Bernard de Launay (1740-1789) was a royal military officer, the last governor of the Bastille fortress and one of the first notable casualties of the French Revolution.
De Launay was actually born within the walls of the Bastille, his father having served as its governor during the 1740s. He obtained a commission in the Parisian garrison and in 1776 purchased the office of Bastille governor.
De Launay’s 13-year governorship of the royal fortress and prison was unremarkable until July 1789, when a large crowd surrounded the building demanding access to the armoury.
At this point there was some negotiation, after which De Launay’s men opened fire on the crowd, killing and wounding numerous people. It is unknown whether de Launay gave the order to fire but those outside the prison held him directly responsible.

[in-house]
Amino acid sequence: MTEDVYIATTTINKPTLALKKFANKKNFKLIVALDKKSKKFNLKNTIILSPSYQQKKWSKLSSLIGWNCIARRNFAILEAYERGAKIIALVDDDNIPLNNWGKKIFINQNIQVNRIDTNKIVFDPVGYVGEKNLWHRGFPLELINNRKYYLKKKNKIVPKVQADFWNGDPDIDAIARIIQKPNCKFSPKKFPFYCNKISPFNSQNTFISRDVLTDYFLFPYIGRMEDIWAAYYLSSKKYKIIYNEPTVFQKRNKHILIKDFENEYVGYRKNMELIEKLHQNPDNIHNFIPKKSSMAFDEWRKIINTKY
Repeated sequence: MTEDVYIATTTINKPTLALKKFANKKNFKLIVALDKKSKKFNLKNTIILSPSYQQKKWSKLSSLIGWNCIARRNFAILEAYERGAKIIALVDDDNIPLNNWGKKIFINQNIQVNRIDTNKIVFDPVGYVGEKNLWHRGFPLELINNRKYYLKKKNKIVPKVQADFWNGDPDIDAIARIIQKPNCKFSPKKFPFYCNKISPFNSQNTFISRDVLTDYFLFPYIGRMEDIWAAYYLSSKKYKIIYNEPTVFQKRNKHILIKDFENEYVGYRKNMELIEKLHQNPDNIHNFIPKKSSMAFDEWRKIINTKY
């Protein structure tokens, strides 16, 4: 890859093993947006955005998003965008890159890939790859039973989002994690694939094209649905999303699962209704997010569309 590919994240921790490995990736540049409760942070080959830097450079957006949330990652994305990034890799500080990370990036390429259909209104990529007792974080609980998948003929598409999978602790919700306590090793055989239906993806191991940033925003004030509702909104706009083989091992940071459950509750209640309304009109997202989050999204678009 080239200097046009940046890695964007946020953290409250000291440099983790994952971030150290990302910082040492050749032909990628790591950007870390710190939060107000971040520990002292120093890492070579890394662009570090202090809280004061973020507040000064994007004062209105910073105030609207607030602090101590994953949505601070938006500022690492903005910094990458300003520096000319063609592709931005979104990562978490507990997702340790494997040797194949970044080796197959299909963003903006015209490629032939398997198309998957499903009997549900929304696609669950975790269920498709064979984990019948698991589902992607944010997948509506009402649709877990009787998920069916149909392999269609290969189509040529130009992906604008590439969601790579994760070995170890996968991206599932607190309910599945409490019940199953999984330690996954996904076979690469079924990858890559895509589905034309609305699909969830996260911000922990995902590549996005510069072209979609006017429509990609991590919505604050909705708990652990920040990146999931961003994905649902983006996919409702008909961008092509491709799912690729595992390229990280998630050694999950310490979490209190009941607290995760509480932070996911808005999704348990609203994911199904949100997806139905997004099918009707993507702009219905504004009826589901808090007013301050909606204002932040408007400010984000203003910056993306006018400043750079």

Later reports suggested that de Launay panicked and acted irrationally and unpredictably. He eventually surrendered the fortress and was seized by the mob, who resolved to carry him to the Hotel de Ville for trial. Instead, an incident on the way led to de Launay being murdered and decapitated.
De Launay’s corpse was dismembered and his head and other body parts were paraded through the city atop pikes.